The 2021/22 AMS Council met for the last time on Wednesday night to hear an end-of-year report on AMS services and to vote on executive transition honorariums.
Here’s what you might have missed.
At your service
Student Services Manager Mitchell Prost presented on the usage of AMS’s services this year to Council.
In total, the AMS’s services had a total of 10,674 interactions this year, compared to 4,381 last year. Prost said that interactions are defined differently by each service.
The AMS Food Bank had the most interactions with 7,496 between May 1, 2021 and March 2022, which Prost explained means individual visits.
He showed a “sobering” graph to show the increase in annual interactions of the food bank since 2007.
Here is a graph showing this year's interactions with the food bank compared to previous years'. pic.twitter.com/5UwVHI1x5u— Ubyssey News (@UbysseyNews) April 28, 2022
“It is a little bit more than exponential. It speaks for itself,” he said.
Prost also said the food bank used 131 per cent of its $89,350 budget to keep up with the rapidly increasing demand. He said that the $214,414 spent on food purchasing this year was offset by donations and grants from the VP Students portfolio.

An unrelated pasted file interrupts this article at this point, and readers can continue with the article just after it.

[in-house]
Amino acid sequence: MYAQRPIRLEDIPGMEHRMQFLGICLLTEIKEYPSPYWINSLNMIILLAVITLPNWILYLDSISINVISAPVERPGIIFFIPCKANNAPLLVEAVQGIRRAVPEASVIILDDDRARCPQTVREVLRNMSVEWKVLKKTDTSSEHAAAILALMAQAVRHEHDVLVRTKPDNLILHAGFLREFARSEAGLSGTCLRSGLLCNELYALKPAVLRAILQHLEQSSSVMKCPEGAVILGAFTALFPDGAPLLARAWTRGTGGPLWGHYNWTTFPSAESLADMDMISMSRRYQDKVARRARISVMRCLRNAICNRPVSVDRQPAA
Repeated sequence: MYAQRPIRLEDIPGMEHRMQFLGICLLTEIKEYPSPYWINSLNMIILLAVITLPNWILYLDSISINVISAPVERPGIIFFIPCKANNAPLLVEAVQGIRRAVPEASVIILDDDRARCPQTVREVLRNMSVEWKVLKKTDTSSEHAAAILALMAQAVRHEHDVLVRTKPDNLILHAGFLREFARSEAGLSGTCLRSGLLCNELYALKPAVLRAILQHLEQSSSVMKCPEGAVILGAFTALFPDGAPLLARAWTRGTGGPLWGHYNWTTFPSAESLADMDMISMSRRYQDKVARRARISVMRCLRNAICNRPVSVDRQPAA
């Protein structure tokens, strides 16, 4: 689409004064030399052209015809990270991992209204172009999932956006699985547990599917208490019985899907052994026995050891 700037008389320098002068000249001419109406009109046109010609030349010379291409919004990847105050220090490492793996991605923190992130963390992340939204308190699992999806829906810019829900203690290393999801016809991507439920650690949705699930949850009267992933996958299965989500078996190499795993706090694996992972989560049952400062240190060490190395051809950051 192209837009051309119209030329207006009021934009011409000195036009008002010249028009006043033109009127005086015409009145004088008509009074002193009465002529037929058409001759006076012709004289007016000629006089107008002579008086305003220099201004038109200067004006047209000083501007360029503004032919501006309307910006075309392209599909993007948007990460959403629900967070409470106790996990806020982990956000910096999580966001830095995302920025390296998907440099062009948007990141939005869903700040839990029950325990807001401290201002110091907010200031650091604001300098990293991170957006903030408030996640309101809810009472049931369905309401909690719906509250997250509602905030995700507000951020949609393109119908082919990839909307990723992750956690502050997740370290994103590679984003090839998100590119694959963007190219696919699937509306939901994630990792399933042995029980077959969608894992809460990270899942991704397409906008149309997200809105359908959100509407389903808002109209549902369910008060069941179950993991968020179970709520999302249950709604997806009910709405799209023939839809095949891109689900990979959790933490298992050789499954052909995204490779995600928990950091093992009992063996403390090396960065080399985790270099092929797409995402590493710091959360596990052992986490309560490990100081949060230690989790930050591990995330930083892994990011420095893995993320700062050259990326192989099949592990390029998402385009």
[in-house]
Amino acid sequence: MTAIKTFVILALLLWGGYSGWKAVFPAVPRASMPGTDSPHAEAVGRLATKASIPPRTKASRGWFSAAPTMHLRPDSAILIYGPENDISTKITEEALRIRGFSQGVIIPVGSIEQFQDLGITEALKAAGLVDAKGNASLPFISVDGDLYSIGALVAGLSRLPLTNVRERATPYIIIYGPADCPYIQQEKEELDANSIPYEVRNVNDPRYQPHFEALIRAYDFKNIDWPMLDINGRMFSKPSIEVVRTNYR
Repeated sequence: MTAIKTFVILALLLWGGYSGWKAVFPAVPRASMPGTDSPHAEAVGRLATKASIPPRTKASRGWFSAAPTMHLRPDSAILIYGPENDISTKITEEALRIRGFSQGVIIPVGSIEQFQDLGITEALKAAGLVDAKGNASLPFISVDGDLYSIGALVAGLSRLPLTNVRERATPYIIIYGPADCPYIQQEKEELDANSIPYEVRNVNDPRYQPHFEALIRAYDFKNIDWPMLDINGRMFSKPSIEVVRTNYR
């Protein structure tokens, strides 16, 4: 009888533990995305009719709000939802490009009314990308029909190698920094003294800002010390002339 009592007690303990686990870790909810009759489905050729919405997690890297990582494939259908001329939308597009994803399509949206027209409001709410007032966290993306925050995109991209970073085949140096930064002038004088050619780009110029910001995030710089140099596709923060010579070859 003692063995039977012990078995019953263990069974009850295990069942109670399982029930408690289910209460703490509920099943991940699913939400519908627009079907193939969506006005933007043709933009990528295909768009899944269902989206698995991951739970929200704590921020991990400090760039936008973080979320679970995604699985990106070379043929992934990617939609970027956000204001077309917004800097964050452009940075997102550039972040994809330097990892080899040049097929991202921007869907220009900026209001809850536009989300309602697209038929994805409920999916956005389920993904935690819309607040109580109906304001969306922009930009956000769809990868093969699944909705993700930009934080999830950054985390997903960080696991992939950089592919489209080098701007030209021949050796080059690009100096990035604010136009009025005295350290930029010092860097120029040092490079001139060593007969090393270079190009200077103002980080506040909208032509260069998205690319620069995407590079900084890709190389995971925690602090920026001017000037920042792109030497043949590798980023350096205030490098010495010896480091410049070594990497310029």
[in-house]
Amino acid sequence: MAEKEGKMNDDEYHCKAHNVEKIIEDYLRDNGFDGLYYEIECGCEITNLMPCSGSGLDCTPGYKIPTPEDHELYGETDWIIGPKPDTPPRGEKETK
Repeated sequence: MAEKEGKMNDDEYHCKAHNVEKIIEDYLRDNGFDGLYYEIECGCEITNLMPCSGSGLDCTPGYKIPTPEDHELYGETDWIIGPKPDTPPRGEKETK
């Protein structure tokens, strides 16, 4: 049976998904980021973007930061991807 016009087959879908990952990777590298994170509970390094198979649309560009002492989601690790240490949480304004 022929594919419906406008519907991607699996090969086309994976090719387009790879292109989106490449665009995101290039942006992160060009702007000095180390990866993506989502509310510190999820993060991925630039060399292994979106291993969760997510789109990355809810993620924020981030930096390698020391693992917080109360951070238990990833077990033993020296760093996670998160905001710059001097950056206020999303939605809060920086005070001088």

The next most-used AMS services were AMS Tutoring and AMS eHub with 1,029 and 749 interactions, respectively.
Councillors also approved increases to the honoraria given to outgoing and incoming AMS execs during the transition period.
The approved motion will increase the honorarium from $1,200 to $2,500. This will be given out at the end of an exec's term.
Romina Hajizadeh, who brought the motion to Council from the HR Committee, said the honorarium was previously $1,500, but was reduced to $1,200 in 2013 due to budget cuts. She said the increases called for in last night’s motion were needed to keep up with inflation, and to compensate incoming execs who might not be getting paid during the transition period.
Councillor Julia Burnham expressed concern that the motion didn’t differentiate between the work of outgoing and incoming execs during the transition period. She said the focus of this policy should be on the new executives who are conducting hiring and onboarding before their contract starts.
She also said that she was worried that the policy’s expectation that incoming execs start working 15–20 hours per week during the transition would have negative impacts since they are not being paid and might not have time in their schedules.
“The incoming people are not yet taking an executive course load; they're probably doing their four to five classes … So codifying the 15 to 20 hours piece is tricky when it's also going to be finals week and all of that.”
Burnham later clarified that she supported the motion despite her concerns after Hajizadeh said it was important that it was passed to pay execs during this year’s transition period.
The motion eventually passed.
This article was updated to clarify what interactions with the AMS Food Bank means.